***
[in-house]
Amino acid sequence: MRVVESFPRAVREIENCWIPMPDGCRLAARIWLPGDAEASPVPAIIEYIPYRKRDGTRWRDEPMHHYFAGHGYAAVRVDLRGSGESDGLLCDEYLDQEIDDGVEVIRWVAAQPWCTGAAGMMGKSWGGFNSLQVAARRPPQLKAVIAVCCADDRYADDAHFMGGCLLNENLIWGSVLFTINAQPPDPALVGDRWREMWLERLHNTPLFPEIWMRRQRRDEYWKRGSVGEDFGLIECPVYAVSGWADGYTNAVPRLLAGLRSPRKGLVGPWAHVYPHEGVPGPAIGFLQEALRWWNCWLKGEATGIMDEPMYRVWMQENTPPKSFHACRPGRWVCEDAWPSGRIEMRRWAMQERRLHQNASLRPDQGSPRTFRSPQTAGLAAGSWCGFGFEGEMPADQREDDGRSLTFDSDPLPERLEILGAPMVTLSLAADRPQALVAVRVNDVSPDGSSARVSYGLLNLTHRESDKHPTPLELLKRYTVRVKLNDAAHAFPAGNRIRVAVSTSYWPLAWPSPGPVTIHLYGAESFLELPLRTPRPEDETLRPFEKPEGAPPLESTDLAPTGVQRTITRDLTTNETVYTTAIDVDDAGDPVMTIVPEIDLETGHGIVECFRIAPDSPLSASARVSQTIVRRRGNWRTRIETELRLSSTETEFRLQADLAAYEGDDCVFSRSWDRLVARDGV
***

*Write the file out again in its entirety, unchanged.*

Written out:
[in-house]
Amino acid sequence: MRVVESFPRAVREIENCWIPMPDGCRLAARIWLPGDAEASPVPAIIEYIPYRKRDGTRWRDEPMHHYFAGHGYAAVRVDLRGSGESDGLLCDEYLDQEIDDGVEVIRWVAAQPWCTGAAGMMGKSWGGFNSLQVAARRPPQLKAVIAVCCADDRYADDAHFMGGCLLNENLIWGSVLFTINAQPPDPALVGDRWREMWLERLHNTPLFPEIWMRRQRRDEYWKRGSVGEDFGLIECPVYAVSGWADGYTNAVPRLLAGLRSPRKGLVGPWAHVYPHEGVPGPAIGFLQEALRWWNCWLKGEATGIMDEPMYRVWMQENTPPKSFHACRPGRWVCEDAWPSGRIEMRRWAMQERRLHQNASLRPDQGSPRTFRSPQTAGLAAGSWCGFGFEGEMPADQREDDGRSLTFDSDPLPERLEILGAPMVTLSLAADRPQALVAVRVNDVSPDGSSARVSYGLLNLTHRESDKHPTPLELLKRYTVRVKLNDAAHAFPAGNRIRVAVSTSYWPLAWPSPGPVTIHLYGAESFLELPLRTPRPEDETLRPFEKPEGAPPLESTDLAPTGVQRTITRDLTTNETVYTTAIDVDDAGDPVMTIVPEIDLETGHGIVECFRIAPDSPLSASARVSQTIVRRRGNWRTRIETELRLSSTETEFRLQADLAAYEGDDCVFSRSWDRLVARDGV